Economic theory today differs to a very large extent from what Smith had in mind, so it would definitely not be a good start to understand current research.
Where you should start largely depends on your mathematical background and the type of topic you would like to study. Depending on the topic you have in mind, we use specific mathematical tools and it's hard to follow an argument if you don't know how people move between equations. With that being said, it is not impossible to understand without the mathematics. I'll even point you to some articles that boil things down to simple stuff and tell you where to look to see what economic theory is really like.
One thing I want to tell you before you start is how you should think about economic models. In macroeconomic theory, our models are self-contained artificial economies. In other words, once the model is solved, you can simulate events at your liking. By necessity, they are simplified versions of reality. The idea behind those models is that we're going to pick a few channels through which some things can influence human behavior. Not all of them will be there and the way we introduce those channels might be stylized, but the point is to put just enough in the model that we can talk about how much mechanisms contribute to some outcome.
This is in fact very intuitive. If you ever talked about policy with people around you, you probably have in mind mechanisms that can change how the policy will affect people. Maybe you believe some smart people will leave the country if taxes are too high, maybe you think lots of people will respond sharply to changes in governmental spending because they can't easily smooth them out by borrowing or lending at their convenience, etc. All of those probably happen at once, with some partly or even entirely offsetting others. To put relative 'weights' on these intuitive mechanisms, we make a dynamic model, put all the ingredients inside and look if the resulting model reproduces what we see in the data.
My suggestion would be to find a copy of VARIAN'S INTERMEDIATE MICROECONOMICS -- because it contains everything both with and without the mathematics. Everything readily transfers in modern macroeconomics, by the way. It has the intuitions, the graphics, the discussions and he also does the mathematics as a bonus.
All you really need, is an idea of how preferences and production lead to demand and supply functions, an idea of what an equilibrium is, and an idea of what elasticities tell you. Then, other ideas that are relevant depend on the topic you want to study.
TWO ARTICLES FOR WHEN YOU WANT TO TAKE A LOOK
Here comes an example -- a very interesting example:
This is a wonderful article by Vincenzo Quadrini about how entrepreneurship influences income distribution AND social mobility in the US. You probably will not understand sections II and III. However, you will understand the introduction, section I and section IV on results. On page 25, he shows how his model compare for wealth and income distribution with the US data. On page 26, he gives the transition matrix for his simulated model.
The gist of what he does:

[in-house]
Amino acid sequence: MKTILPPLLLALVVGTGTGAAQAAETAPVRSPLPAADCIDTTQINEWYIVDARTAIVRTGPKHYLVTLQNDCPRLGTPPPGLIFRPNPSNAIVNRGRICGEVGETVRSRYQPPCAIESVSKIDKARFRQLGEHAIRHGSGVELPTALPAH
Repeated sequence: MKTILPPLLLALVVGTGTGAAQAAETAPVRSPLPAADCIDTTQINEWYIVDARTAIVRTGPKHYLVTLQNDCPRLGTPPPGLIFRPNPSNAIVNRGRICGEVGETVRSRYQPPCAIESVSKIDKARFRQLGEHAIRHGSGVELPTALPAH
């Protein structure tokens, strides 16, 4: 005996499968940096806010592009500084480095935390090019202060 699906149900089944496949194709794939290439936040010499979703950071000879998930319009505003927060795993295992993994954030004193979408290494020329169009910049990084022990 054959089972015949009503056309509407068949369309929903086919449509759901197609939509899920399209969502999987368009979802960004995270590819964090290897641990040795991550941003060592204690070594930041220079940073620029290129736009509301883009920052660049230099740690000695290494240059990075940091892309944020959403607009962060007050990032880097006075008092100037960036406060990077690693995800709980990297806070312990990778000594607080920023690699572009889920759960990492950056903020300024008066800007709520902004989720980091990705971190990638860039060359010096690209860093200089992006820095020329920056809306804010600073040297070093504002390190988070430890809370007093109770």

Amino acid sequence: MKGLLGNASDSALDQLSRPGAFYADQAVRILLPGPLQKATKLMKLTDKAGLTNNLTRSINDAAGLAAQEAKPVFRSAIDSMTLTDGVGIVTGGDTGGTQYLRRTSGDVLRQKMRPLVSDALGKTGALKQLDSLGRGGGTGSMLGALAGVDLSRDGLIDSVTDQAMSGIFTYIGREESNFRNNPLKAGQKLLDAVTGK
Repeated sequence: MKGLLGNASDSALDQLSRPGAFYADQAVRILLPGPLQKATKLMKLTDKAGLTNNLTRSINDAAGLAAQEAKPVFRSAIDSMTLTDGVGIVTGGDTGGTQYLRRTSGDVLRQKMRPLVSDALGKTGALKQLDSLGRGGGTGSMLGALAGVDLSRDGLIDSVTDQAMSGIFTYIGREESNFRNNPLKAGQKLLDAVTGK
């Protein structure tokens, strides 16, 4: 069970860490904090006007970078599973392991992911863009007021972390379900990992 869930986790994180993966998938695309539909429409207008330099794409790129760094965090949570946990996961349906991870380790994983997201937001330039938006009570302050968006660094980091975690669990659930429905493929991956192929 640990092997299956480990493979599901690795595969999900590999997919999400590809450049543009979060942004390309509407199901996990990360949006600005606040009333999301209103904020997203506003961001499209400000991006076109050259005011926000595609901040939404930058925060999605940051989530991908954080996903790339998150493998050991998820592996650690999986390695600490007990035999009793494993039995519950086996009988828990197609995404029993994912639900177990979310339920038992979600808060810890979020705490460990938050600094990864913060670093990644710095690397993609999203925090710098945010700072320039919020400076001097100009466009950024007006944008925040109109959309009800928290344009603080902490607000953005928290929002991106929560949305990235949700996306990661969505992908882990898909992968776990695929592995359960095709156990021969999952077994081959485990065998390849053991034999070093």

1. Previous models that explicitly account for differences across people didn't feature enough factors to drive differences in wealth accumulation across people. Generally, they lead to distributions that are way less concentrated than the one seen in the data;
2. He introduces entrepeneurship. Borrowing limitations to engage in business projects and more volatile income for entrepeneurs make them likelier to save more -- which helps his model generate more inequality;
3. He talks about a stationnary distribution: this is a dynamic model, but there exists a point where the distribution of people in terms of wealth no longer changes. Individuals move across wealth classes, but the distribution is unchanged. This is the point for which he solves and simulate the model.
The reason this is so interesting is that it offers a possible explanation of inequalities. Moreover, with that kind of model, you can answer a very deep question: suppose I introduce a policy to encourage entrepreneurship, what happens? What we do is: solve the model before the policy, after the policy and, then, force a transition between both solutions. All economic models use preferences: households rank different sequences of consumption and leisure and, given the constraints they face, they pick the best feasible sequence. So, if I have a transition simulation and a no transition simulation, I can aks who would prefer the transition and who would not. All you have to do is pick any type of household in the model. Then, in the no-transition case, you find what is the constant fraction of consumption you would need to give or take away from it so that he is exactly indifferent between the transition and no-transition cases... If you do this for everyone, you have put a dynamically consistent price on the transition for every single type of household -- in other words, you can answer the question who benefits, who looses and who doesn't care.
How about we pick another topic?
That is a paper by Eggertsson on the topic of the zero lower bound. You will not understand every detail, but Eggertsson shows what happens in a simple dynamic model graphically. Basically, in modern DSGE models, if you assume central banks do nothing, you CAN consistently get extremely puzzling results. For instance, technological progress worsens the recession, tax breaks can worsen the recession, wide spread desires to save can make aggregate savings fall, wide spread desires to work more can worsen the recession.
Of course, you need specific conditions to make it work -- but I like his article because he keeps things simple and tells you how and why each curves move.